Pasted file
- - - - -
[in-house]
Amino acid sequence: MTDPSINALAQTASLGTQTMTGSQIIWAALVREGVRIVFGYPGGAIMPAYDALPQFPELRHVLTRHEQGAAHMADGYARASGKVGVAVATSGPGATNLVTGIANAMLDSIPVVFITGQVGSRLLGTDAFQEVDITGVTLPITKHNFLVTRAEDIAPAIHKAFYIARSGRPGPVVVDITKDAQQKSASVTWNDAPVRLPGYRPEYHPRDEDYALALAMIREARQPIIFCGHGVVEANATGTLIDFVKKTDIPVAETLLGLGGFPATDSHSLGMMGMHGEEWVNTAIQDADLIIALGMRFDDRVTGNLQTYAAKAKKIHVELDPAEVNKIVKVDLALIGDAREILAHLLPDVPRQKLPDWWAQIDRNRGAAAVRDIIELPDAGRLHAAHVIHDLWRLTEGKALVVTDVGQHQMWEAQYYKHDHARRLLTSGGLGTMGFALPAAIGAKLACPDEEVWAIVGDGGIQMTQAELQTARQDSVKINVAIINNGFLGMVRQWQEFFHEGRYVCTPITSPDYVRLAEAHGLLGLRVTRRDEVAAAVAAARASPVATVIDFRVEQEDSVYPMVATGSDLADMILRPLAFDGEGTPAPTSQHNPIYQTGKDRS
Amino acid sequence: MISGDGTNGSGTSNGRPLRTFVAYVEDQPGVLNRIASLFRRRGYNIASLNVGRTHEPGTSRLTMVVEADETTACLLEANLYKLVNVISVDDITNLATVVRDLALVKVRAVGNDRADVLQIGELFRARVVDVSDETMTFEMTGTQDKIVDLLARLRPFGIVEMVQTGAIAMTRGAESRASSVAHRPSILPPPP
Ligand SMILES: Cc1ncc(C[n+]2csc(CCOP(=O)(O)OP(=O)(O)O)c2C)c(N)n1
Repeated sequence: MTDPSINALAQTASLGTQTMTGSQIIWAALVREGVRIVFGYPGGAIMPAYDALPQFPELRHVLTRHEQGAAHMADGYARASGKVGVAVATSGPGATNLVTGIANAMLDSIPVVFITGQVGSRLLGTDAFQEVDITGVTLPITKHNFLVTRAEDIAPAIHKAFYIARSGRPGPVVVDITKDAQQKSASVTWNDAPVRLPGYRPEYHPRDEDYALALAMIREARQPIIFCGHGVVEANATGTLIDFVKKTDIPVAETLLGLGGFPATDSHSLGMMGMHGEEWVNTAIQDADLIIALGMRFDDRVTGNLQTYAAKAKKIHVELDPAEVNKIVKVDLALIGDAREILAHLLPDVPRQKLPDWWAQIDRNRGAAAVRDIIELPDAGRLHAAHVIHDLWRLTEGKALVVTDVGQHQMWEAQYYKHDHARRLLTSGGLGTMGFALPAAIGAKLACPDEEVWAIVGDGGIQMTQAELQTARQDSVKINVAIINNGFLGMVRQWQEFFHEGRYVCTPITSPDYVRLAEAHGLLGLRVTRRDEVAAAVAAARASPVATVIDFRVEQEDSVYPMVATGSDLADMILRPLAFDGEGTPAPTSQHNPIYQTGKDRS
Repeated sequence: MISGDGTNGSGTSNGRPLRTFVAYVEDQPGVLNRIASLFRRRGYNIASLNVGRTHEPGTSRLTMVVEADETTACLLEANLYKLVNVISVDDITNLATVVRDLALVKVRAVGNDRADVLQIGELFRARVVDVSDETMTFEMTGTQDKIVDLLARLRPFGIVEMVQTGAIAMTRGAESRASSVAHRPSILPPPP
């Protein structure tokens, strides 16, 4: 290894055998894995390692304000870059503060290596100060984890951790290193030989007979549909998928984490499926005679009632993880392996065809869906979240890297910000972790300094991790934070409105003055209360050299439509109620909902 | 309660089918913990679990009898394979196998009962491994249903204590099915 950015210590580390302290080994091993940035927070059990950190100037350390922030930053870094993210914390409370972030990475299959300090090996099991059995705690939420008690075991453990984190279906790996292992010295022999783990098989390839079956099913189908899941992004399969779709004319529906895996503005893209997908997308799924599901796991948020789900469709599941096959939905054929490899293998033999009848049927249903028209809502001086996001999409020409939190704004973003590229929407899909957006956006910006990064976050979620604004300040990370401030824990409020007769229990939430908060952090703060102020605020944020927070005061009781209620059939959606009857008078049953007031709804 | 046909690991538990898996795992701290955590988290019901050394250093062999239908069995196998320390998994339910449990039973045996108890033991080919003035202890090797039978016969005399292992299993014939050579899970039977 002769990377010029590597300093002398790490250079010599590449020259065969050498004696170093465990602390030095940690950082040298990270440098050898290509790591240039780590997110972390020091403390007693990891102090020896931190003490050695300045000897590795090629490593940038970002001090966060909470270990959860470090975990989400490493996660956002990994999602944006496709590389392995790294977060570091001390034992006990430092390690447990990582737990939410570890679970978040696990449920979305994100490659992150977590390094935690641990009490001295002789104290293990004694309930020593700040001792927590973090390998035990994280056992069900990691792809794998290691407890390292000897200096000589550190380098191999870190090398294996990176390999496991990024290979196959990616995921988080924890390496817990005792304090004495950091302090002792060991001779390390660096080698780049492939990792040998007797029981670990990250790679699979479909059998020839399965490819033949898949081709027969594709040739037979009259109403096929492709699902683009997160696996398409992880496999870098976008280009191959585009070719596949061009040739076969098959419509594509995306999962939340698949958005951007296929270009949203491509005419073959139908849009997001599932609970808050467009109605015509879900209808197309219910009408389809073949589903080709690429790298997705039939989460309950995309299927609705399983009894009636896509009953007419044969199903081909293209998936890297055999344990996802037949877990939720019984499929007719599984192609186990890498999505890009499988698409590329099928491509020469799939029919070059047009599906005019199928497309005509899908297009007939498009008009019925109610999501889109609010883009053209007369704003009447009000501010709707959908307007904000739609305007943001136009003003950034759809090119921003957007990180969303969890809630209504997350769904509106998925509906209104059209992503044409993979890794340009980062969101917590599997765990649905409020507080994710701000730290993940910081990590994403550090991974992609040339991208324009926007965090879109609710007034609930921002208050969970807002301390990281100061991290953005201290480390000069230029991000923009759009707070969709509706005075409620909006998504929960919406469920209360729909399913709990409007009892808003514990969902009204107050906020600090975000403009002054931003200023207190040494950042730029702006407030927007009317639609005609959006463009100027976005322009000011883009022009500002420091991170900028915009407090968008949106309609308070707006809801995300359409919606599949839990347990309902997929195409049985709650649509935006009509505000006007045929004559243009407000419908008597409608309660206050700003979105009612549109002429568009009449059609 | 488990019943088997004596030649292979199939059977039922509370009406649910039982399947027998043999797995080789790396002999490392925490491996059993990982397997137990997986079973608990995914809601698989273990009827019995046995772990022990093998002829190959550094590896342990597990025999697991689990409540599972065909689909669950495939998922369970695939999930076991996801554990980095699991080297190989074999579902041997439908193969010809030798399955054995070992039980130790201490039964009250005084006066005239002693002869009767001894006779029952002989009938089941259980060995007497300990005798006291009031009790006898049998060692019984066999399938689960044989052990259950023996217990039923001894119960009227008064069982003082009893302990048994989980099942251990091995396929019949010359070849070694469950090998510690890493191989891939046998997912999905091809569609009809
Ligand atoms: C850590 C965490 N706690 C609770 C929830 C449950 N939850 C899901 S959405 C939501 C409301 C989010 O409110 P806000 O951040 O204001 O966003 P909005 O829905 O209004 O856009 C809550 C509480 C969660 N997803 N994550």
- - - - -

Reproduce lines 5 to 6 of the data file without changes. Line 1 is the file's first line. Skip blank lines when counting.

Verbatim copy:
Repeated sequence: MTDPSINALAQTASLGTQTMTGSQIIWAALVREGVRIVFGYPGGAIMPAYDALPQFPELRHVLTRHEQGAAHMADGYARASGKVGVAVATSGPGATNLVTGIANAMLDSIPVVFITGQVGSRLLGTDAFQEVDITGVTLPITKHNFLVTRAEDIAPAIHKAFYIARSGRPGPVVVDITKDAQQKSASVTWNDAPVRLPGYRPEYHPRDEDYALALAMIREARQPIIFCGHGVVEANATGTLIDFVKKTDIPVAETLLGLGGFPATDSHSLGMMGMHGEEWVNTAIQDADLIIALGMRFDDRVTGNLQTYAAKAKKIHVELDPAEVNKIVKVDLALIGDAREILAHLLPDVPRQKLPDWWAQIDRNRGAAAVRDIIELPDAGRLHAAHVIHDLWRLTEGKALVVTDVGQHQMWEAQYYKHDHARRLLTSGGLGTMGFALPAAIGAKLACPDEEVWAIVGDGGIQMTQAELQTARQDSVKINVAIINNGFLGMVRQWQEFFHEGRYVCTPITSPDYVRLAEAHGLLGLRVTRRDEVAAAVAAARASPVATVIDFRVEQEDSVYPMVATGSDLADMILRPLAFDGEGTPAPTSQHNPIYQTGKDRS
Repeated sequence: MISGDGTNGSGTSNGRPLRTFVAYVEDQPGVLNRIASLFRRRGYNIASLNVGRTHEPGTSRLTMVVEADETTACLLEANLYKLVNVISVDDITNLATVVRDLALVKVRAVGNDRADVLQIGELFRARVVDVSDETMTFEMTGTQDKIVDLLARLRPFGIVEMVQTGAIAMTRGAESRASSVAHRPSILPPPP